Tour de France

Sky riding on BMC’s train to fifth Tour de France title

Although Team Sky has held the yellow jersey since stage 1, Chris Froome's team has done little work to drive the peloton.

NUITS-SAINT-GEORGES, France (VN) — Sky is taking a “free ride” to the mountain passes of the Tour de France and to a possible fifth Tour de France thanks to teams like BMC Racing.

BMC Racing took control and pulled most of the day Wednesday. Some were surprised since Sky held the yellow jersey with Geraint Thomas.

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Froome, who already counts three titles, took over the yellow top from team helper Thomas on Wednesday off the coattails of BMC’s work. With BMC Racing pulling for Richie Porte and the sprint teams racing for victory so far in the Tour’s first seven days, the Sky train has kept its engine idling calmly. That makes for a “fresher” Froome.

“We’ve ridden a good race tactically so far,” Froome said Thursday. “BMC controlled it [in stage 5], I’m grateful for that.

“These sprint stages always going to be controlled by the sprinters teams and the lion’s share is on them, we haven’t done much so far and that will make a difference in the second and third week. We’ll be fresher.”

BMC Racing manager Jim Ochowicz said they took the reins to try to deliver Porte a stage win in the Tour de France’s first summit finish. Michael Schär and Stefan Küng pulled for most of the stage. However, Fabio Aru (Astana) came across the line first on La Planche des Belles Filles.

Porte’s strategy is different in recent years. The show of force raised eyebrows.

“I’m not sure we would’ve ridden as hard or been as concerned [as BMC],” Sky boss David Brailsford said Wednesday. “It was perfect [they worked]. Thanks for that!”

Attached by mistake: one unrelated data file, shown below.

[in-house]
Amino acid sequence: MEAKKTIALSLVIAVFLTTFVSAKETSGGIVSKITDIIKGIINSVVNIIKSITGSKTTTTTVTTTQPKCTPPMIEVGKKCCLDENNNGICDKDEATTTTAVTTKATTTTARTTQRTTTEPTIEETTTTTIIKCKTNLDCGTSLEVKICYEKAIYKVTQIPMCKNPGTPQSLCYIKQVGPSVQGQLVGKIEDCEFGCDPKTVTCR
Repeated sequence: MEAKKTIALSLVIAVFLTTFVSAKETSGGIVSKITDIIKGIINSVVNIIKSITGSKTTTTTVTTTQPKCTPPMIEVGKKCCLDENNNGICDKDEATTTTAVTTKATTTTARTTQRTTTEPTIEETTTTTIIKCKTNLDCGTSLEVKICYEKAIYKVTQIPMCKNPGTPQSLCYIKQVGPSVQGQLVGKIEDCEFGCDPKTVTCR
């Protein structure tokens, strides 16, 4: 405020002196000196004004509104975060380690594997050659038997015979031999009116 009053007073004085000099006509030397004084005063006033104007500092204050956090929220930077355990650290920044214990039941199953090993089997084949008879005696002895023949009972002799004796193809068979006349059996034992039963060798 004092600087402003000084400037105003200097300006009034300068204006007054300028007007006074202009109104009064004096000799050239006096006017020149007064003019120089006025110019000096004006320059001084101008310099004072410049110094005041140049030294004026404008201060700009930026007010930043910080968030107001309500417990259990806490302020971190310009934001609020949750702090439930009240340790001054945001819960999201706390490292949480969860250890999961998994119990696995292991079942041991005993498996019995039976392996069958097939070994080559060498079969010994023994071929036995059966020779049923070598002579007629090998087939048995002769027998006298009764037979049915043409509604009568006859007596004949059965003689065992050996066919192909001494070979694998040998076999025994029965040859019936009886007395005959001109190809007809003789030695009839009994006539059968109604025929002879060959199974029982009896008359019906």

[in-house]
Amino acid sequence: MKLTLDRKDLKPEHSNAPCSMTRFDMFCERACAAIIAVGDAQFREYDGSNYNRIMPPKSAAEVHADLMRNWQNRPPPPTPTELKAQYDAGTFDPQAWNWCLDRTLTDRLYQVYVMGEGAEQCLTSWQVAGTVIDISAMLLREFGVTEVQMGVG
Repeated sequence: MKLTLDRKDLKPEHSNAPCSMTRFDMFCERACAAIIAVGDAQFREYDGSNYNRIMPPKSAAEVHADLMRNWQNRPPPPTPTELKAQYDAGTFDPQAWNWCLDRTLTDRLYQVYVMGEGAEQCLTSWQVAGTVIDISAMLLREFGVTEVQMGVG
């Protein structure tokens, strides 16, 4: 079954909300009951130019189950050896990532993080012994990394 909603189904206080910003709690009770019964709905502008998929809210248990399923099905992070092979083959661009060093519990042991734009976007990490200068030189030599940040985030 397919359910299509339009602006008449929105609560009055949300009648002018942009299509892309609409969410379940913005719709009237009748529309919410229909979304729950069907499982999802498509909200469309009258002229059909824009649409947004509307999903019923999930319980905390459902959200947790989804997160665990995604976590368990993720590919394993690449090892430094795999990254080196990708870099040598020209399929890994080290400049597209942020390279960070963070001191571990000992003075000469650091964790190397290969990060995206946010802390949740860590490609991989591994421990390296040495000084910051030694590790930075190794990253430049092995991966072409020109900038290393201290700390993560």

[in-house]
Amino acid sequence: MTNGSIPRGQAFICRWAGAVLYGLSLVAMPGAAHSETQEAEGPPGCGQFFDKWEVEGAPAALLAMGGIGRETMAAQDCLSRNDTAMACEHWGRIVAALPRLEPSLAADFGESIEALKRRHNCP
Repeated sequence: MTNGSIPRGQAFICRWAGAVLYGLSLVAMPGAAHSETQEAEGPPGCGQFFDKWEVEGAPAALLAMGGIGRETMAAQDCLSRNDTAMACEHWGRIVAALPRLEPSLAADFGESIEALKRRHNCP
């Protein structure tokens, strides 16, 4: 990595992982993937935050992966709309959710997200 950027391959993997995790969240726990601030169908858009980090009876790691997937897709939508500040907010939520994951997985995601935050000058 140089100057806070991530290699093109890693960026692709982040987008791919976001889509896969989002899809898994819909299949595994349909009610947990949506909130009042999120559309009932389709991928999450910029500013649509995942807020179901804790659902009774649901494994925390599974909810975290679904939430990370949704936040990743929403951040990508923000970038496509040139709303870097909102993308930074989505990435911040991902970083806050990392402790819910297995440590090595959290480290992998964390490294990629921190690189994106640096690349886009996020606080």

“They’re getting a free ride, Sky,” three-time Tour winner, American Greg LeMond told Reuters. “They’re racing smart. Let BMC do it, let the sprinters teams do it. They’re saving the team for the right time of the race.”

According to some insiders, Froome’s reign could be under threat by his former Tasmanian teammate Porte. Porte paid his dues with Alberto Contador in team Saxo Bank and with Bradley Wiggins and Froome in team Sky before branching out with BMC Racing.

The 32-year-old fired from the start of 2017 with the overall win at home in the Tour Down Under and the Tour de Romandie overall. He nearly won the Critérium du Dauphiné, only failing on the last day when he and his team folded under attacks from multiple rivals. He promised and “hopes” for  a payback in the Tour de France.

“Team Sky were not quite what they were last year. They have a lot of pressure coming up,” Porte said.

“I think they [Sky] have plenty of work coming up. In the big mountains, Froomey has the jersey now, they will have the pressure. They had the jersey since the start of the race and that will take it’s toll, I hope.”